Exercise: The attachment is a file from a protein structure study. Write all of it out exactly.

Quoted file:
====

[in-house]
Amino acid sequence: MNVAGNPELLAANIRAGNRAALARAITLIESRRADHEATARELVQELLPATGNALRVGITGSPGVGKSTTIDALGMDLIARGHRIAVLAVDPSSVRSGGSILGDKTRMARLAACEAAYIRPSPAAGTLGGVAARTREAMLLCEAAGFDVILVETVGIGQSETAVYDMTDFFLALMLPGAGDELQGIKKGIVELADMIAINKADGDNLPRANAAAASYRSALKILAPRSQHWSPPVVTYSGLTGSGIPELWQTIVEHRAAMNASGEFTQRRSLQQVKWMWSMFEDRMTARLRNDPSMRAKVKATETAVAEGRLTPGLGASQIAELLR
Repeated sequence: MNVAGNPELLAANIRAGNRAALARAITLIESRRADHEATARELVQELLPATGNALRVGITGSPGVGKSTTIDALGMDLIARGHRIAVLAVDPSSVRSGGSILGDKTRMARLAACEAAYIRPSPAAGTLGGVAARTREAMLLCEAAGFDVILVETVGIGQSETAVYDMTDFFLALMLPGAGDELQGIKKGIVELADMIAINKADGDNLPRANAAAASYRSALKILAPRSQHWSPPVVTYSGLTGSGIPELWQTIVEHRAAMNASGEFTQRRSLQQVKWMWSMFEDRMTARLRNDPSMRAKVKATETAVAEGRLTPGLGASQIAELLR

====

[in-house]
Amino acid sequence: MNVAGNPELLAANIRAGNRAALARAITLIESRRADHEATARELVQELLPATGNALRVGITGSPGVGKSTTIDALGMDLIARGHRIAVLAVDPSSVRSGGSILGDKTRMARLAACEAAYIRPSPAAGTLGGVAARTREAMLLCEAAGFDVILVETVGIGQSETAVYDMTDFFLALMLPGAGDELQGIKKGIVELADMIAINKADGDNLPRANAAAASYRSALKILAPRSQHWSPPVVTYSGLTGSGIPELWQTIVEHRAAMNASGEFTQRRSLQQVKWMWSMFEDRMTARLRNDPSMRAKVKATETAVAEGRLTPGLGASQIAELLR
Repeated sequence: MNVAGNPELLAANIRAGNRAALARAITLIESRRADHEATARELVQELLPATGNALRVGITGSPGVGKSTTIDALGMDLIARGHRIAVLAVDPSSVRSGGSILGDKTRMARLAACEAAYIRPSPAAGTLGGVAARTREAMLLCEAAGFDVILVETVGIGQSETAVYDMTDFFLALMLPGAGDELQGIKKGIVELADMIAINKADGDNLPRANAAAASYRSALKILAPRSQHWSPPVVTYSGLTGSGIPELWQTIVEHRAAMNASGEFTQRRSLQQVKWMWSMFEDRMTARLRNDPSMRAKVKATETAVAEGRLTPGLGASQIAELLR